Welcome to Lamego! It is this municipality in northern Portugal hosts this year’s Dia de Portugal, de Camões e das Comunidades, the day of Portugal, Camoes and communities, i.e. Portuguese National Day on June 10th.
It is the opportunity to discover this town of 27,000 inhabitants, located in northern Portugal, in the district of Viseu, which is particularly famous for the remains of the old walled city, or for its sanctuary Nossa Senhora dos Remedios, a pilgrimage dating from the eighteenth century with a typically baroque architecture. It is precisely in the eighteenth century that the city knows a great period of prosperity, thanks to the production of vinho fino, which is none other than the ancestor of the famous Port wine.
Although Portuguese National Day is a national holiday celebrated across the country on June 10th, the official commemorations in the presence of high officials of the state and foreign guests, take place every year in different cities since 1977. In 2015, all eyes will be on the city of Lamego.
Lisbon (1983, 1987, 1992, 1998 and 2012) and Porto (1985, 1995, 2001 and 2006) have repeatedly hosted the festivities, during which successive military ceremonies, cultural exhibitions, concerts, parades and an award ceremony attended by the President of the Republic, are held.
But many other cities have also been honored such as Evora, Viseu, Faro or even Guarda last year.
While navigating through the country map to locate these different cities, I realized with regret and astonishment that Portugal was one of the few countries in this region of Europe that barely visited, as I only spent a couple days around Faro, on the southern coast of Portugal, in 2002.
Given the wealth of historical, cultural, gastronomic, but also the variety of landscape to explore the different regions, I hope to spend more time over there very soon!
Pão de ló (plural Paes de ló) is just part of the Portuguese culinary heritage. This is a classic recipe that is invariably found on the Portuguese family tables throughout the year, and at least twice a year, at Christmas and Easter, celebrations during which it is unavoidable. And yet it is the simplest cake that exists with a limited list of ingredients as it comes down to flour, sugar and eggs. Three basic ingredients to prepare this specialty that has many regional variations as in Alfeizerão, Ovar, Margaride or Arouca.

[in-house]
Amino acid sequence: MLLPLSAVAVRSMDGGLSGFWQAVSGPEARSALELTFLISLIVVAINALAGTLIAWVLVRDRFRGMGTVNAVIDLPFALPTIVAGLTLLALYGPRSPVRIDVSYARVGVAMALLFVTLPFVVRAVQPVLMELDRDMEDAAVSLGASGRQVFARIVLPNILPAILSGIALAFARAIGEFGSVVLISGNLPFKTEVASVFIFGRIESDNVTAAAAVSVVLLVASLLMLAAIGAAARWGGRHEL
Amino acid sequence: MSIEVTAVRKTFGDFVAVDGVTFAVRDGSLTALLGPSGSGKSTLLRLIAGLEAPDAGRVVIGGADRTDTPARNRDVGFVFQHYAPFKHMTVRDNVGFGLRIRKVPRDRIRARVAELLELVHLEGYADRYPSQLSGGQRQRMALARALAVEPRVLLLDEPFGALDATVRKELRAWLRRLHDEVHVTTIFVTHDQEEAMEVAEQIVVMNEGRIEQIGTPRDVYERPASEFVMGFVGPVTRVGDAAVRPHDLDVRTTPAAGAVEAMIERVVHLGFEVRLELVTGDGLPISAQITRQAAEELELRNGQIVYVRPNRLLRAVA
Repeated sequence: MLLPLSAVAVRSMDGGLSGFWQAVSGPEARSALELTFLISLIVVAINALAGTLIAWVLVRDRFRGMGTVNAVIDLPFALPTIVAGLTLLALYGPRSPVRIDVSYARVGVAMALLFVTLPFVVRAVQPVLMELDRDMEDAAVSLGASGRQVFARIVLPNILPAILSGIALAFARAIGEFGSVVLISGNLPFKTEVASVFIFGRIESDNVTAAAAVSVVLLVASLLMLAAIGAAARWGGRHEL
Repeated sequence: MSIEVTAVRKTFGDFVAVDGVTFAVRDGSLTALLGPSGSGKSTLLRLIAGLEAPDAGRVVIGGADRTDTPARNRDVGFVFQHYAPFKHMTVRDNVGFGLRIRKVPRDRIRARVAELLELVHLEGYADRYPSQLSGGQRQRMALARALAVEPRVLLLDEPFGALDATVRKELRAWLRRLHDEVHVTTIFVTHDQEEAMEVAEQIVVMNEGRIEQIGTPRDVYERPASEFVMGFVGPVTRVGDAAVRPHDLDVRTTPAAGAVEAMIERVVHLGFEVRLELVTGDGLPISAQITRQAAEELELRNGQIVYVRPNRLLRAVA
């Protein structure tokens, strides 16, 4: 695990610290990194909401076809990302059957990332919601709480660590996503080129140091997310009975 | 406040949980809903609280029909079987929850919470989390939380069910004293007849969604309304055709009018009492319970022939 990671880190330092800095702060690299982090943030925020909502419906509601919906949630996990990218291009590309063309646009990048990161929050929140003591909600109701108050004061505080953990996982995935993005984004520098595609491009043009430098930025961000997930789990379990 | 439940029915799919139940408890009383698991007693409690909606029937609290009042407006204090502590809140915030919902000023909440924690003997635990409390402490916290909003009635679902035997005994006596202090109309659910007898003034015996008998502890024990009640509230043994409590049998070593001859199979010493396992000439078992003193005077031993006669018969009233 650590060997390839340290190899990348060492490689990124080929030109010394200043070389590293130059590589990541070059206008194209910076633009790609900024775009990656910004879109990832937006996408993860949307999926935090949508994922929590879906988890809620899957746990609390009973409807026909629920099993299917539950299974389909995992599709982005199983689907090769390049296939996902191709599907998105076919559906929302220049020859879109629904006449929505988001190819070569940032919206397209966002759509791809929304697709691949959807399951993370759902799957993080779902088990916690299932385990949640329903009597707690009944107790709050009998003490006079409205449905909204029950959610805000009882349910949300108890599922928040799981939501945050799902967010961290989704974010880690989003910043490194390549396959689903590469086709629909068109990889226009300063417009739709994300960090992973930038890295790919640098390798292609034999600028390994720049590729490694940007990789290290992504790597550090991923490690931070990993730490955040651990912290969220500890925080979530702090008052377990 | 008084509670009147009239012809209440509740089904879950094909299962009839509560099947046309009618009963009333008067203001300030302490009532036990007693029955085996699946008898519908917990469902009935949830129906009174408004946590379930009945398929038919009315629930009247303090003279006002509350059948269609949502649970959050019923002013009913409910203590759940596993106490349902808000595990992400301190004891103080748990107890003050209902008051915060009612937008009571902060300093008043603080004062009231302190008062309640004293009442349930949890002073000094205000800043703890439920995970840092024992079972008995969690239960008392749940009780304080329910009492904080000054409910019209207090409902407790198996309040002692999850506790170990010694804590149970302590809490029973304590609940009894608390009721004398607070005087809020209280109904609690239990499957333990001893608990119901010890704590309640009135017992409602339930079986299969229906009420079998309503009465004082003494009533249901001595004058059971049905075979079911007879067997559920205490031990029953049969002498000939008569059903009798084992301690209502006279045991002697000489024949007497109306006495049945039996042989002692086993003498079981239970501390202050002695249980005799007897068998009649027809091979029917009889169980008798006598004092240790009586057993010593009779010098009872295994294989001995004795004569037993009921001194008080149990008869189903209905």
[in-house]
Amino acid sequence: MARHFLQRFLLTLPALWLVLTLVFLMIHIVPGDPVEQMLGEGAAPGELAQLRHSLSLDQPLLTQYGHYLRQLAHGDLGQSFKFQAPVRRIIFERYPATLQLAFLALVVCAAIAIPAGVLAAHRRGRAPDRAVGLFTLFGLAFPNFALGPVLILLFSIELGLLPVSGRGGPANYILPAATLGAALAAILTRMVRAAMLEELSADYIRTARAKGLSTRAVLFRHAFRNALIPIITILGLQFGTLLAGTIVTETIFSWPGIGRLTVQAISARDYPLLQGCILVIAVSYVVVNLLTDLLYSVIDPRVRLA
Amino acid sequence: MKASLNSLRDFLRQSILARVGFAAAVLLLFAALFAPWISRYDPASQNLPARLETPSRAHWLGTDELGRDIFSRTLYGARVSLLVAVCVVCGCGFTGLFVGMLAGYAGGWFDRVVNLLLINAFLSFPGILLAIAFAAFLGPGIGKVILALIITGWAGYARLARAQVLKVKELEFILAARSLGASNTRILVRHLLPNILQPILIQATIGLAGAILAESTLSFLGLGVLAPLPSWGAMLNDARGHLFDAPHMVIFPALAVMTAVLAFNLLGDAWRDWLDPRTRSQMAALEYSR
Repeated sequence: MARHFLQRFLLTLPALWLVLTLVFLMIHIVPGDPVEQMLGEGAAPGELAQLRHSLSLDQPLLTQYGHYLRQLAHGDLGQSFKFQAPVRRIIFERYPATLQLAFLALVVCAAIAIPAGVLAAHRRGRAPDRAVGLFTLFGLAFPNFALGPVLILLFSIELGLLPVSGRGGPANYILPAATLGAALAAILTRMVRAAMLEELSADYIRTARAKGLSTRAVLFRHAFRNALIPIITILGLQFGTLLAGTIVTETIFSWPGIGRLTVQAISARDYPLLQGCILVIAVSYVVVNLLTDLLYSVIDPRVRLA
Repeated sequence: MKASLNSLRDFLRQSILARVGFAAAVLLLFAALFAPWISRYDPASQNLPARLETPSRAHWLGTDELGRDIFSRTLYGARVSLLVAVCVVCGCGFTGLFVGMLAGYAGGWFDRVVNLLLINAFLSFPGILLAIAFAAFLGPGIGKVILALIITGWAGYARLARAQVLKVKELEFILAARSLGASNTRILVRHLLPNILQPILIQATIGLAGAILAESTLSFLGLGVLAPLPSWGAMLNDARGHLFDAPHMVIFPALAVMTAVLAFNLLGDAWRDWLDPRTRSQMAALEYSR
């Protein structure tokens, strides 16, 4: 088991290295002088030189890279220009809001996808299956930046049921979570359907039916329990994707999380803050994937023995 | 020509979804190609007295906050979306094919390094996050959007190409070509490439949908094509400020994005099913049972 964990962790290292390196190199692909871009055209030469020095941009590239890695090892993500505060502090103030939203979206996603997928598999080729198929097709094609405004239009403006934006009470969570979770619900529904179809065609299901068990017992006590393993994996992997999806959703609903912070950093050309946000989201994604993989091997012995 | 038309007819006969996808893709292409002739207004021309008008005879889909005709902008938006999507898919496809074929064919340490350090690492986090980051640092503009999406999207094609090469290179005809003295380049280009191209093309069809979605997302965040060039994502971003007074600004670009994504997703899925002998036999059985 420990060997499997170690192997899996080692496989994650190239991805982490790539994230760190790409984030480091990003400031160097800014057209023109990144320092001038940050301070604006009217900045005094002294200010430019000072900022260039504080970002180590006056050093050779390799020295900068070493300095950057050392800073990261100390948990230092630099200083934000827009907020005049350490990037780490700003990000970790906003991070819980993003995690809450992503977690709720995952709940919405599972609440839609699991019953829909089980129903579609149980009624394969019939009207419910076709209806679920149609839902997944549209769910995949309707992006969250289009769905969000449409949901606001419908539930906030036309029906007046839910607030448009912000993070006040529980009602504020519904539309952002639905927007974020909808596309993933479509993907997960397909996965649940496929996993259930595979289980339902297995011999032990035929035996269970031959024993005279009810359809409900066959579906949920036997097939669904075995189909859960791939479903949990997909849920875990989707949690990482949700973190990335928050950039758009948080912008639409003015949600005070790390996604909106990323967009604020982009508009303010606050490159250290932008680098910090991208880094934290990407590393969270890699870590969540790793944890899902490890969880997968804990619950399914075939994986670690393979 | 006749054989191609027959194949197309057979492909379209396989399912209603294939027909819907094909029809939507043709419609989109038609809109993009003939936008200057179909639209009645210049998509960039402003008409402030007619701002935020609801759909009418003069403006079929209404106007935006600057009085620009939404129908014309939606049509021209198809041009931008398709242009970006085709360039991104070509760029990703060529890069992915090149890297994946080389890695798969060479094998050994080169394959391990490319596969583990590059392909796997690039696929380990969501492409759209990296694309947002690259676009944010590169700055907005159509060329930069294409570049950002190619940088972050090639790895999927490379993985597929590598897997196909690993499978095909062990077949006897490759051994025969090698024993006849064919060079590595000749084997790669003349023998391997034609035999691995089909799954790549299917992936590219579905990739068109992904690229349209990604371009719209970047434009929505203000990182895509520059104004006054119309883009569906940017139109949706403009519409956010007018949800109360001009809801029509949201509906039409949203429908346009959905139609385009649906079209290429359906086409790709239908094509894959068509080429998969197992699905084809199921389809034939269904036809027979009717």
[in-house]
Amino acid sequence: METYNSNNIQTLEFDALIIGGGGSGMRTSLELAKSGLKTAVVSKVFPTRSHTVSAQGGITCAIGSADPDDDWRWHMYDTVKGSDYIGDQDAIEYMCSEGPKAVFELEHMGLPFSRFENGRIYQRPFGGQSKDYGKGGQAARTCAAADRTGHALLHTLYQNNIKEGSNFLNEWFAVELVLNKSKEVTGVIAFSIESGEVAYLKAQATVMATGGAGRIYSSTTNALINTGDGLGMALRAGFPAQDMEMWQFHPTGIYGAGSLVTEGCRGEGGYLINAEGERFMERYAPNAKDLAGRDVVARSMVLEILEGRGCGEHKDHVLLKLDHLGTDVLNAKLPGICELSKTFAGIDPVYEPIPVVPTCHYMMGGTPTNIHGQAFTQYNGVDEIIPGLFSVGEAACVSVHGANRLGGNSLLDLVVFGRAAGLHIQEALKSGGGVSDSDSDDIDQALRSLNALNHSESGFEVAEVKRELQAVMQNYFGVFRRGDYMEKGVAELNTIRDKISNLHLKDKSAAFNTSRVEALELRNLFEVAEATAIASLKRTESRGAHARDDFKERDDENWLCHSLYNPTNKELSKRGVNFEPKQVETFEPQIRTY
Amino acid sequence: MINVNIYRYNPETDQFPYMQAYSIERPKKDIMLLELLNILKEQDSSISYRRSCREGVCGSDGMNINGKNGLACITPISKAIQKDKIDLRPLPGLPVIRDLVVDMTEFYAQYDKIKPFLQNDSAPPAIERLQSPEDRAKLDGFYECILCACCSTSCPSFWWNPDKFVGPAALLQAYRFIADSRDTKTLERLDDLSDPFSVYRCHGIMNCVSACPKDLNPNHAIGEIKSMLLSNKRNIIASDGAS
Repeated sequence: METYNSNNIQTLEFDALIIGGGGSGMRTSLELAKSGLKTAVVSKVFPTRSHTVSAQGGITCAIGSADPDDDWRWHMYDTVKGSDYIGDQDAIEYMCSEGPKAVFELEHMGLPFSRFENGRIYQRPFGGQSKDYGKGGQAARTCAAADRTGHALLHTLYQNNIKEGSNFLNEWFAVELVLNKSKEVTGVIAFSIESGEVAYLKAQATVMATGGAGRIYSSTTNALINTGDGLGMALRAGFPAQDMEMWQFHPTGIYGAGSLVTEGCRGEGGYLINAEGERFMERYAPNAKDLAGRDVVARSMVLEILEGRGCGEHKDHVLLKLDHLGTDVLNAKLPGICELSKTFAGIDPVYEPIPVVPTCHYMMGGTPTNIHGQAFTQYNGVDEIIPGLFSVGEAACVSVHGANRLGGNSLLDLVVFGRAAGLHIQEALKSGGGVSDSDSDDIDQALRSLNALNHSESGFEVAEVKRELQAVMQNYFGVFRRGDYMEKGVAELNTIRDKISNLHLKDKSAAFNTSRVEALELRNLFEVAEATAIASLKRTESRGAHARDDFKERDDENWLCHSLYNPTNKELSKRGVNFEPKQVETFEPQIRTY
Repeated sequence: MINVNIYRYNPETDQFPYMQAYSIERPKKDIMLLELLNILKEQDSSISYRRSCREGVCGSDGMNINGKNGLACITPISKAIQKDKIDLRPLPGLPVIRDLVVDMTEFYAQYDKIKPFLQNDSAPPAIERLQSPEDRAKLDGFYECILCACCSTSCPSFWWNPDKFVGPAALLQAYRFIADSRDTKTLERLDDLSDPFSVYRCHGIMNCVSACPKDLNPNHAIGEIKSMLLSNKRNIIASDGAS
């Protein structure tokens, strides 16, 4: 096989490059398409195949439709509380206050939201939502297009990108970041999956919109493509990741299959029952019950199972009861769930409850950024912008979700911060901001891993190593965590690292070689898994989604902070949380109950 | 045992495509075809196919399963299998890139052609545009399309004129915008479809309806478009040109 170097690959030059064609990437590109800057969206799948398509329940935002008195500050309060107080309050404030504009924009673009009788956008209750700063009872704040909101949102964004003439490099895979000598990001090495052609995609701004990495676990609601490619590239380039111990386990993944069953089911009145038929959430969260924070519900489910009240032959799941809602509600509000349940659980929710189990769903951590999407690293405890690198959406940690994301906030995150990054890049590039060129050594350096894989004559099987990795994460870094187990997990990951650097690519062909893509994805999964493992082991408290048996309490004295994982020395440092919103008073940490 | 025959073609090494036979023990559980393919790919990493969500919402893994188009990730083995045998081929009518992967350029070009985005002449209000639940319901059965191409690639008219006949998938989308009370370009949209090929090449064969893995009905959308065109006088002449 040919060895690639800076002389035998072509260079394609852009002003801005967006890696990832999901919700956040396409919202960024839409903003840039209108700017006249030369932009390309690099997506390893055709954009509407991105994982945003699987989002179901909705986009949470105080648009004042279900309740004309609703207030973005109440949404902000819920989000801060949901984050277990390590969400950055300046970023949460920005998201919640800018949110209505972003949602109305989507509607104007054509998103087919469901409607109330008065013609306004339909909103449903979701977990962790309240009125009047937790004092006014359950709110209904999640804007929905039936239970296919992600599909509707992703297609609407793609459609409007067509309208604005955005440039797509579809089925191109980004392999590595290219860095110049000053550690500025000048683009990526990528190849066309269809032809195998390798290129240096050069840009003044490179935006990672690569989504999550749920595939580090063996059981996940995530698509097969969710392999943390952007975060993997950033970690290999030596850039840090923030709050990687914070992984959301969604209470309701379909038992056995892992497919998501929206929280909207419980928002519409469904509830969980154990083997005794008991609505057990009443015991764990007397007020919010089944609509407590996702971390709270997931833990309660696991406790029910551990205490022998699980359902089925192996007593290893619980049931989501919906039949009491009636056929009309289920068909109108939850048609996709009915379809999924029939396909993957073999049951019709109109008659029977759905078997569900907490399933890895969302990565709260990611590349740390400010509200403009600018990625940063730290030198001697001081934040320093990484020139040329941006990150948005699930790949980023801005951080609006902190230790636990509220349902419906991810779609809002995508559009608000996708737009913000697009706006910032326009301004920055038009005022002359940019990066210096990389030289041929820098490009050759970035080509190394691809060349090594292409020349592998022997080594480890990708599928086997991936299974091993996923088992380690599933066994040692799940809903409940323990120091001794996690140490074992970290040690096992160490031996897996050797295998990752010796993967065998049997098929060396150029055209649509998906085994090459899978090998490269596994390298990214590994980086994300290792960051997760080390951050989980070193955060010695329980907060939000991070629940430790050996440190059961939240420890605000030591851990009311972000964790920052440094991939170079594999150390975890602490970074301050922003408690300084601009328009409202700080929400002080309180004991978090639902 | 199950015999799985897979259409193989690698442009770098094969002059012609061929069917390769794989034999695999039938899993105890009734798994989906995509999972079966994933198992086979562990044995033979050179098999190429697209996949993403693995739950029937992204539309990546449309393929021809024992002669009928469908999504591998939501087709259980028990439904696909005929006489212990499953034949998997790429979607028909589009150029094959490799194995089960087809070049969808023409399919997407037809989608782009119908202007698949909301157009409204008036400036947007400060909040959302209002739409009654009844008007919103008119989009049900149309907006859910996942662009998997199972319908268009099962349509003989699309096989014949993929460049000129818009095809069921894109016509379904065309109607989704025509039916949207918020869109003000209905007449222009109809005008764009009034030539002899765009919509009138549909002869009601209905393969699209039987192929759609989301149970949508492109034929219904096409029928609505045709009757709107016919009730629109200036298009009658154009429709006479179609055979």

“But how can you have so many variants with so few ingredients?”, you might ask. Everything comes down to the proportions of the three basic ingredients that make up the recipe, how to incorporate and mix the ingredients to each other, as well as in the baking techniques.
The recipe I chose for today is one of those variations, but I could have easily picked another one, which may have used a larger quantity of egg whites, or would have used beaten egg whites before adding yolks, sugar and flour for example.
It is difficult to trace the exact origin of this ancient recipe, although its official name pão de ló has been certified since 1990. It seems that this recipe dates back to the sixteenth century and originates from a monastery in Ovar. There is mention of a pão de ló recipe in the cook book of Infanta D. Maria at that time.
The cooking technique consisted of a baking over a wood fire in a covered terracotta mold with a hole in the center.
Today, clay molds lined with baking paper are more common practice, and the hole in the center of the cake is still in use.
It is also during this same sixteenth century that the Portuguese first who arrived in Japan brought this cake recipe with them. This recipe was adopted and adapted to become the famous Japanese kasutera.
Everyone thoroughly enjoyed the pão de ló at breakfast!
I also think that it could be an excellent basic cake preparation to cut and fill with a ganache or cream and cover with a glaze or icing.
A basic recipe that will quickly become a staple.
Recipe of Pão de Ló
Preparation time: 30 minutes
Cooking time: 35 minutes
Ingredients (for 6 people)
6 large eggs
1-1/2 cup icing sugar, sifted
1-1/2 cup flour, sifted
Preheat oven at 350 F.
Beat the eggs at high speed for about 20 minutes, incorporating the icing sugar gradually.
Gently incorporate the flour.
Place in a pan lined with parchment paper.
Bake for about 30 to 35 minutes.
Allow the cake to cool before unmolding.